NEW SPECIES SIGHTING: In a world that is striving to save its numerous endangered species from extinction, the discovery of a new species is a welcome sign of hope. Whenever a hitherto unknown species is discovered in some remote part of the globe, scientists and environmentalists as well as the community of nature lovers are thrilled to know that all is not grim for the animal and plant kingdoms.
One such discovery was recently made by an amateur naturalist in the waters of a tributary of the Siang River in Arunachal Pradesh. Lakpa Tamang, a former staff of the Northeast Unit of the G. B. Pant Institute of Himalayan Environment and Development, found a new species of Labeonine fish. Locally known as Ngop, the mid-sized fish belongs to the genus Garra.
Large Disc Fish
The exciting news of the discovery was confirmed by the scientist in-charge of the G. B. Pant Institution, Dr. Prasanna K Samal.
Speaking about the discovery, the director of the institution Dr. P. P. Dhyani said that the finding of the new species was the first such discovery in Upper Siang district. He also added that the discovery was recently published in a reputed German international journal, the Ichthyological Exploration of Freshwaters.
Tamang has taxonomically described and designated his find as Garra magnidiscus. Magnus in Latin means large, while discus signifies a disc. The name magnidiscus alludes to the very large adhesive disc that is characteristic of the species. The disc which is located in the posterior region of its mouth enables the fish to easily station itself in fast-flowing water.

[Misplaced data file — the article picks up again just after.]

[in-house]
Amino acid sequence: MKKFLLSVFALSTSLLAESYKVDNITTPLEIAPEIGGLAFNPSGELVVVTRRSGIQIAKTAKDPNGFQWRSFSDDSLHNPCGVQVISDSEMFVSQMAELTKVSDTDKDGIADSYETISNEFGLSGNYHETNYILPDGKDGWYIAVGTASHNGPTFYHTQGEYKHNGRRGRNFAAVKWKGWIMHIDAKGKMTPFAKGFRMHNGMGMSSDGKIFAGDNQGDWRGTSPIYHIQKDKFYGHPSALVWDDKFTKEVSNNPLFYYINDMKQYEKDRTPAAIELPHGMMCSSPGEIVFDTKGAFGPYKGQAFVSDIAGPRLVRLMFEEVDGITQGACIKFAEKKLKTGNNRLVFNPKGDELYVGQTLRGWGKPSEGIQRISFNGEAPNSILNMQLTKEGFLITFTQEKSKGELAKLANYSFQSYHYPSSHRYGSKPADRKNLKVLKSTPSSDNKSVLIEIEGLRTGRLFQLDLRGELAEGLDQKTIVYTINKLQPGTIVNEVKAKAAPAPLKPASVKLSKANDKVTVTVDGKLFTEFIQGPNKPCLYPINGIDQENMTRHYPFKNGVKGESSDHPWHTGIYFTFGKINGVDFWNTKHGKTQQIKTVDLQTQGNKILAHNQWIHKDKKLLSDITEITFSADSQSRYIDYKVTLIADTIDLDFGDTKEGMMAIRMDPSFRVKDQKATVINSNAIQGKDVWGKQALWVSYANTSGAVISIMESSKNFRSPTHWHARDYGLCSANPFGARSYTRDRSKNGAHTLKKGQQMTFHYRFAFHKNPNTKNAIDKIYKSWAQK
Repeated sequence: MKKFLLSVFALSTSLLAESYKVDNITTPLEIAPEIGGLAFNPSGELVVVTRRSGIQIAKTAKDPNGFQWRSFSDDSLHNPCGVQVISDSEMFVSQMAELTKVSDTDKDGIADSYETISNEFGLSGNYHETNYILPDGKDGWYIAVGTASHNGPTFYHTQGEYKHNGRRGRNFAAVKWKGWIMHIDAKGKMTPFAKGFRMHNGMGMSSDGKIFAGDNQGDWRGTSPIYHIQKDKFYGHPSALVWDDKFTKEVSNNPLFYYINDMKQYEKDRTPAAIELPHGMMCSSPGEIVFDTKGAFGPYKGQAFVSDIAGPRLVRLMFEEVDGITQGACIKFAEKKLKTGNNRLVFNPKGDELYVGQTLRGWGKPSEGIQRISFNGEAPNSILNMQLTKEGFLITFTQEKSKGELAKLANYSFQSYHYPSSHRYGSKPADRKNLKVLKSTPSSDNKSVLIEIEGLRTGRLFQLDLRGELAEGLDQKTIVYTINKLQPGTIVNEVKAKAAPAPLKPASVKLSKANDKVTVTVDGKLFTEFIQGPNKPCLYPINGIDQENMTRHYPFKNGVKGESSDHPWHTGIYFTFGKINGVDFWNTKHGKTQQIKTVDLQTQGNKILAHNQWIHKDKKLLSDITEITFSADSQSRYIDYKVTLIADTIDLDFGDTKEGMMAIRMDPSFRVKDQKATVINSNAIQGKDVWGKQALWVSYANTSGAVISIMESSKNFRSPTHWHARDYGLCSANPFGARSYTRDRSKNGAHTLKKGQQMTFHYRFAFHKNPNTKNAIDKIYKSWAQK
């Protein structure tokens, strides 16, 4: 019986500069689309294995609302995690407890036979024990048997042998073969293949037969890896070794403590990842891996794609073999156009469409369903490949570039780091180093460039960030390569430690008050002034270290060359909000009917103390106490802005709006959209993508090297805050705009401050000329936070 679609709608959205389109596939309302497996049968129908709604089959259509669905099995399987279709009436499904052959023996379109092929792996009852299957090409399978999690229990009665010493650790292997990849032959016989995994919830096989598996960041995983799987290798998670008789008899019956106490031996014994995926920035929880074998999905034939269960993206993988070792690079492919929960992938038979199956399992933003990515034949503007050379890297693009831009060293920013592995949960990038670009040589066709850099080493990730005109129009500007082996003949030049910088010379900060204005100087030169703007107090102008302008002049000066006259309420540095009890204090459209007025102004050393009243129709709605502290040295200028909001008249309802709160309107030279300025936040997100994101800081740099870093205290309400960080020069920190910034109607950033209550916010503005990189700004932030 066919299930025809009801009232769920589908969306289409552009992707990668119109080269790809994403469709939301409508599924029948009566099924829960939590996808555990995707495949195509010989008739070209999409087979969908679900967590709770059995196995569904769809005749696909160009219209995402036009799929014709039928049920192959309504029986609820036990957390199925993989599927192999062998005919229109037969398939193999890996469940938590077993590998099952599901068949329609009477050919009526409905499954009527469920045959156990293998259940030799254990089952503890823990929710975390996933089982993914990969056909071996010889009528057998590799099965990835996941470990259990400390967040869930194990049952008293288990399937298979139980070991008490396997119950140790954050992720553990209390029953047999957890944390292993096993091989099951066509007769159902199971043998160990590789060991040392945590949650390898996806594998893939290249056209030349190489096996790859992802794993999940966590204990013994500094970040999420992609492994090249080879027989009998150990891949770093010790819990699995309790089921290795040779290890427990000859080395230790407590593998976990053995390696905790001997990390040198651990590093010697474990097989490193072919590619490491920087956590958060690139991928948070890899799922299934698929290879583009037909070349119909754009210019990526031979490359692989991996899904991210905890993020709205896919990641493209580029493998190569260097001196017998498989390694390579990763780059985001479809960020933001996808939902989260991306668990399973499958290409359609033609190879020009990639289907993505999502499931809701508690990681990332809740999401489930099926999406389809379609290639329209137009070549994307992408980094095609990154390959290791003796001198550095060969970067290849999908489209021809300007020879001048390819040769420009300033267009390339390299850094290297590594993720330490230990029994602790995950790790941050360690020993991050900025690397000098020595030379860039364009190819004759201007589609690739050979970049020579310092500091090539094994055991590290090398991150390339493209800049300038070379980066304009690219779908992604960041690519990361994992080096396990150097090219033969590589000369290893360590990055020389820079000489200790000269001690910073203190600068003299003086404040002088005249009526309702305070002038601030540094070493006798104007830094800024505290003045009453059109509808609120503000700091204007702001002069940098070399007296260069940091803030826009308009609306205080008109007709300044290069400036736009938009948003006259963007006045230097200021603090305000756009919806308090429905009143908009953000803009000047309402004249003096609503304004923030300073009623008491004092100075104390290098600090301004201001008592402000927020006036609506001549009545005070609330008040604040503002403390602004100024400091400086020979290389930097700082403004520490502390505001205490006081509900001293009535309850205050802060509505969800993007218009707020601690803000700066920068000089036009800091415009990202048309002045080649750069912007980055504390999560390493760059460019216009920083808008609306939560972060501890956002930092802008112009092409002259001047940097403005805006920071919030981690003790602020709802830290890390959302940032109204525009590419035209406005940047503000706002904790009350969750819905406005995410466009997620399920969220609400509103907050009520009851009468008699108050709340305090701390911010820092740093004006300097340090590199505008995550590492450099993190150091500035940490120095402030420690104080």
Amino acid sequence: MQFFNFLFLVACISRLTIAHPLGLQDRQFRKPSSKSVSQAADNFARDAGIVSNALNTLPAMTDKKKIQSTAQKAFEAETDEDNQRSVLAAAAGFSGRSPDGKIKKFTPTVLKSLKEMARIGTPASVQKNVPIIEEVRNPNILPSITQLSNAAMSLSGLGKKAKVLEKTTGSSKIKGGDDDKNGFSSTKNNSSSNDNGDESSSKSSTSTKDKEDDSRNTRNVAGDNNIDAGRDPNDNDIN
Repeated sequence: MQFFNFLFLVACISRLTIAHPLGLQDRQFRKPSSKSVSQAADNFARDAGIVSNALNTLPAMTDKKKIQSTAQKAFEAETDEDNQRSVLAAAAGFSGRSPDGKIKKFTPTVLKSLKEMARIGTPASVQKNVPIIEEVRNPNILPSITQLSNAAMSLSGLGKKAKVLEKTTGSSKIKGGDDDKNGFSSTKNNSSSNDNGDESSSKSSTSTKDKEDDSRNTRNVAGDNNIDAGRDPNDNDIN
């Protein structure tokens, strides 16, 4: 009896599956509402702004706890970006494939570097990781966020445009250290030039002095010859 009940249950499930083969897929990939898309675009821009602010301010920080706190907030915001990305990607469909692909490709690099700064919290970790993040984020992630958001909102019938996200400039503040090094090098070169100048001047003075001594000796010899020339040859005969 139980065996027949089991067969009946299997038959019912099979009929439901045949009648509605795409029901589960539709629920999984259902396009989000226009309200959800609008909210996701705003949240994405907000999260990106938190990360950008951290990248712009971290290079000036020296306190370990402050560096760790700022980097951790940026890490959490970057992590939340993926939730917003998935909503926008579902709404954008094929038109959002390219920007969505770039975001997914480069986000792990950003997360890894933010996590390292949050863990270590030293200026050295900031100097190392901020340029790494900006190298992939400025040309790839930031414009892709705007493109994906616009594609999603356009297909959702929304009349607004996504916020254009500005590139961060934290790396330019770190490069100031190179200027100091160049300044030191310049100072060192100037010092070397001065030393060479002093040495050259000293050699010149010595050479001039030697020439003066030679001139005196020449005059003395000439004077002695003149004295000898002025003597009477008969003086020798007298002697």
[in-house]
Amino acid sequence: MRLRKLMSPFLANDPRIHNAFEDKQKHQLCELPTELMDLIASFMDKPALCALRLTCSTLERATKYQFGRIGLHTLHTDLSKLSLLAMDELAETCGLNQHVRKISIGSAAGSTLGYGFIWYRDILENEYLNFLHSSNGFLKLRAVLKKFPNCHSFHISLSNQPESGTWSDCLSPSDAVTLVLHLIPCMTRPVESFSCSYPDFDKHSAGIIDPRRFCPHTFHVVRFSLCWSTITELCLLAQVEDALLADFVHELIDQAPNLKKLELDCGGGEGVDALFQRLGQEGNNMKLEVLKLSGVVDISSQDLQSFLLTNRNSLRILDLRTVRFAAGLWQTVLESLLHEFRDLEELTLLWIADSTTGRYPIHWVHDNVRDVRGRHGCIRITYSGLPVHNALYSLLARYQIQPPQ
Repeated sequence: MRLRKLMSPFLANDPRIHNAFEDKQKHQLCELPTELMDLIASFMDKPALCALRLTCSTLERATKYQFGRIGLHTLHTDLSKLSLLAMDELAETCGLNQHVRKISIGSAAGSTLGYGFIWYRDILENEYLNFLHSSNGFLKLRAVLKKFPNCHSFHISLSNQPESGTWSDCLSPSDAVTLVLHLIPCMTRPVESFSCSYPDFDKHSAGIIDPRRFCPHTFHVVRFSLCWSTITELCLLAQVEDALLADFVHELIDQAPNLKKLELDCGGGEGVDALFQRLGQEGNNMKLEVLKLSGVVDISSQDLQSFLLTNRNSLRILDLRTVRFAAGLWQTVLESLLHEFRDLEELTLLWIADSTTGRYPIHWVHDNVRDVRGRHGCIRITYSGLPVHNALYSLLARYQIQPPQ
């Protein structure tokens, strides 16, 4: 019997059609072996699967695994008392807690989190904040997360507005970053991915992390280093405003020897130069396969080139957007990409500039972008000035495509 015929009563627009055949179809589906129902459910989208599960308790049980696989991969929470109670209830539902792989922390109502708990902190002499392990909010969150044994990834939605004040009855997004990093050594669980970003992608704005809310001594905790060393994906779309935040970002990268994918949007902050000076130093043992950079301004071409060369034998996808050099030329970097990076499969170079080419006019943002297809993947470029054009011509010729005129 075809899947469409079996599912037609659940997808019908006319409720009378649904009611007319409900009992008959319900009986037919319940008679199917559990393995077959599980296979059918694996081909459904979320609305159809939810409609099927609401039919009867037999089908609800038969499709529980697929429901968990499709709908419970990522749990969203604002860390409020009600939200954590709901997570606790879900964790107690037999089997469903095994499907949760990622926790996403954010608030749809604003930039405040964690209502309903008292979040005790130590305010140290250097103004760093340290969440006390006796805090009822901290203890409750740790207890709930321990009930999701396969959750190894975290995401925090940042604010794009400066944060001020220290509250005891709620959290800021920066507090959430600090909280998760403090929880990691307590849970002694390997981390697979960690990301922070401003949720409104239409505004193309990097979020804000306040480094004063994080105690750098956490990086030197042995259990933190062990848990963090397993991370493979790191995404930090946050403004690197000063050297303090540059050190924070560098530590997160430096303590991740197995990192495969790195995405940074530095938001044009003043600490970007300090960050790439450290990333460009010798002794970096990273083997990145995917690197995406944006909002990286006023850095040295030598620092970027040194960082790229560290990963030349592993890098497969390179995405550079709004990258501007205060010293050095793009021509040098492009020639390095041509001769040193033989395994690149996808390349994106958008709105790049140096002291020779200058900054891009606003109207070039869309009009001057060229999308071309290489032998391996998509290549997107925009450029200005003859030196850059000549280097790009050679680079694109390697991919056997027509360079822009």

About 80 species of fish come under the genus Garra. These species are native to a wide area that spreads from China through the Middle East and Arabian Peninsula, all the way to East and West Africa.
According to Tamang, “Seventeen such species are known to exist in Africa and nine in the Arabian Peninsula. The sighting of the new species takes the total number of Garra species found in the Northeast to 17, and their number in Arunachal Pradesh to 10.”
In addition to the latest discovery, Tamang is also said to have discovered the following three new species of catfish in the last few years while working at the G. B. Pant Institute.
- Erethistoides senkhiensis in the Senkhi stream in Papum Pare district.
- Glyptothorax dikrongensis in the Dikrong River also in Papum Pare district.
- Pseudolaguvia viriosa in the Sille River in East Siang district.
Siang River, along with the Lohit River, is a part of the great Brahmaputra River that flows through Assam. Siang originates in China and enters India in the Upper Siang District of Arunachal Pradesh. Siang River valleys and tributaries are home to the Adi (tribal) people of Arunachal Pradesh. One of the attractions of the picturesque river is a hanging bridge that connects tribal settlements in the neighbouring hills. The bridge is made of cane and bamboo and is around 60 to 70 meters long.
Just a few months after the discovery of a new rhododendron species in the state, this fish species discovery proves yet again the vast untapped biodiversity of Arunachal Pradesh.
More Related Stories,